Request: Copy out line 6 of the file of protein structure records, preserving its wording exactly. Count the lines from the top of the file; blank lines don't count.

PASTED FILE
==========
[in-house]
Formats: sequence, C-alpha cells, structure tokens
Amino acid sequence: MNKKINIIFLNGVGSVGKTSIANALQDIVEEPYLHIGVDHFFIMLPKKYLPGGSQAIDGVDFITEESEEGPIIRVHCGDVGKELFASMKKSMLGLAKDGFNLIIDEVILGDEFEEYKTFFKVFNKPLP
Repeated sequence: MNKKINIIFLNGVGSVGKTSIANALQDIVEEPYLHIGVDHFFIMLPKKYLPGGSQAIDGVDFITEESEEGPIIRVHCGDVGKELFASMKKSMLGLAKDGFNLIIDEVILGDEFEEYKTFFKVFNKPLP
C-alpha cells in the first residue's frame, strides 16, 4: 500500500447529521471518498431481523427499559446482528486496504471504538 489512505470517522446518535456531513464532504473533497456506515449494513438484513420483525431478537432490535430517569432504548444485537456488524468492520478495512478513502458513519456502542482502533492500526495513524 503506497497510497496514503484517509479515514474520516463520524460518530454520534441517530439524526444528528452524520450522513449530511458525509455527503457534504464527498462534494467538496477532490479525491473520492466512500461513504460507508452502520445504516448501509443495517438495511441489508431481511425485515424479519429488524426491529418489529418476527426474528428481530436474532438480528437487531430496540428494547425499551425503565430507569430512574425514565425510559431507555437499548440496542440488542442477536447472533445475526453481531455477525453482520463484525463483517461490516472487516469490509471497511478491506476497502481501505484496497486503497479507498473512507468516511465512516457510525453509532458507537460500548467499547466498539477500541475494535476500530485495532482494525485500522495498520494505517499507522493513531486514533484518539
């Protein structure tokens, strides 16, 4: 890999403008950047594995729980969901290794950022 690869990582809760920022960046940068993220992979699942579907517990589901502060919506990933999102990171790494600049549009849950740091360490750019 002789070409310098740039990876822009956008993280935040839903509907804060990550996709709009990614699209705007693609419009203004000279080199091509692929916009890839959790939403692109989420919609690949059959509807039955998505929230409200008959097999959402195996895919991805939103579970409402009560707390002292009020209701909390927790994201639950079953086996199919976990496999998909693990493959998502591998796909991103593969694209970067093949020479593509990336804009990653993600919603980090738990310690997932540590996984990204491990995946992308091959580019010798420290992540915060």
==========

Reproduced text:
């Protein structure tokens, strides 16, 4: 890999403008950047594995729980969901290794950022 690869990582809760920022960046940068993220992979699942579907517990589901502060919506990933999102990171790494600049549009849950740091360490750019 002789070409310098740039990876822009956008993280935040839903509907804060990550996709709009990614699209705007693609419009203004000279080199091509692929916009890839959790939403692109989420919609690949059959509807039955998505929230409200008959097999959402195996895919991805939103579970409402009560707390002292009020209701909390927790994201639950079953086996199919976990496999998909693990493959998502591998796909991103593969694209970067093949020479593509990336804009990653993600919603980090738990310690997932540590996984990204491990995946992308091959580019010798420290992540915060």